Saturday, February 7, 2009

Review: Chaositech (Malhavoc Press)


Prior to 3rd edition being published, Monte Cooke was developing and play testing what would become Ptolus, which was the test bed for 3rd edition. Shortly after 3rd edition came out, Monte left WotC, and started his own company, Malhavoc press, which according to his website specializes in,” ... unusual magic, monsters, and evocative elements that go beyond traditional fantasy,” and I would agree with that statement. Out of his work on Ptolus would come a number of supplements and adventures that were published under the Malhavoc Press imprint. Eventually Monte would release his masterpiece Ptolus, which ties these earlier works together. I remember when he released Chaositech, back in 2003, and I was seriously considering buying it at that time, but for some reason I did not. When Monte released Ptolus in the summer of 2006, Chaositech was one of the bonus products included in the CD that was attached to the big book. This was an unexpected find, and I was very glad that it was included. Just recently I printed it out and after looking through it again, I could not resist writing a review on it.


In general, the layout is very good, and I am going to gush a bit about it. Malhavoc Press benefits from having Sue Cook as the editor (as she is a very good one) and she is the one that ensures that everything hangs together. There are a number of elements that I think separates this product from similar products done by other companies. I have always been critical of other third party products that have no table of contents or incomplete ones. In my opinion, there is no excuse for not having a good table of contents. Malhavoc’s tables of contents sections are always very complete. I bring this out as a general example of the care and attention that goes into their products, and this one is no different. Another point that I will bring out is the number of sidebars with insightful information. When reading through this product, one gets the feeling that the author is speaking directly to the reader, and sharing in the behind the scenes look at the product. I am just a big proponent of sidebars, especially insightful ones..

Getting back to the overall organization of the book. The book has six chapters, an introduction, and an appendix. The book starts off by describing what chaos is, and then goes into three different kinds of Chaositech, and then wraps up with character templates, monsters and Chaositech items. It is a very logical flow, and very easy to follow. There are other third party publishers that could learn a thing or two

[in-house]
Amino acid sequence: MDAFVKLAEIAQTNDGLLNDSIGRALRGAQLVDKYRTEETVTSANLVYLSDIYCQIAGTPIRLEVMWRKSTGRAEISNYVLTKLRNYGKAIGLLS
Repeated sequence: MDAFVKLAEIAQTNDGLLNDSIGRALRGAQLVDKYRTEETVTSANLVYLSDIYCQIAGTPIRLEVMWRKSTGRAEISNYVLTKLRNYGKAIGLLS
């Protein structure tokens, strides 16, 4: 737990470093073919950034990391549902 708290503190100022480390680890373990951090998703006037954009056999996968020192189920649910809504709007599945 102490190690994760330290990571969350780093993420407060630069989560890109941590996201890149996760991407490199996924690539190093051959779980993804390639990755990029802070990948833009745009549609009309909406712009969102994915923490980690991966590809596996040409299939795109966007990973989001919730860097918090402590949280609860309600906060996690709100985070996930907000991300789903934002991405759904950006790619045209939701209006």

The artwork is done in the typical Malhavoc style. I write that because the products produced by Malhavoc have a very distinct style about them, with a color cover and black and white interior, that is very different than the earlier versions of D&D. The cover is done by RK Post, and his style reminds me of Brom’s work. The interior art does hang together very well, as the style is consistent throughout. The interior has pencil sketch feel to it, as some of the pieces look incomplete, but it still works with the rest of the book. Some of the art is very solid, and I would say that it has an evocative feel to it.

Key features

There are a number of features that this module provides that I am going to list out below:

1. Three different flavors of Chaositech

2. A number of character options, including templates, classes, equipment, and augmentations.

3. A number of new monsters, secret organizations, and options for how to use them in one’s campaign.

4. While this source book was designed around Ptolus, it is still generic enough to be used in any campaign setting or in any edition of D&D.

Final notes

In recent years, I have seen a number of supplements make use of fluff that was originated in the early years of D&D. When D&D was first developed, good and evil were not specifically called out; rather alignments were Lawful and Chaotic, with the implication that Chaos was evil. While I am not a hard core Warhammer (or WH40K player), chaos is clearly evil. In Monte’s Ptolus world, Chaos is evil, and he goes as far as to name his secret organizations, chaos cults. As I read through the old school blogs, there is more and more of this movement to chaos as evil, rather than just calling it evil. This means that a product like Chaositech fits right in to this trend.

While I can understand the reluctance of some folks to accept technology into their campaign, I am one that likes a little bit. Chaositech gives the GM options of adding this strange technology that is different than magic and it not outright Sci-Fi. What I like about Chaositech is the role playing choices that it creates. It is clearly evil stuff, but it gives power, and creates a bit of a dilemma for the player. Even the most Puritan of players can eventually slide a bit to the dark side if exposed to choices of power.

My final comment is that even though it is written for 3rd edition, there is plenty that can be harvested for use in any edition of play. The book is loaded with interesting ideas, evocative artwork, and oozes flavor that begs for use. My last campaign was in Ptolus, which this material was specifically written for, but I am planning on using a number of elements for my next campaign

Rating: 4 1/2 Dragons (on a scale of 5)

This is one of the more interesting source books that provides more than just a rehash of the same old stuff. This book contains much darker and sinister stuff!

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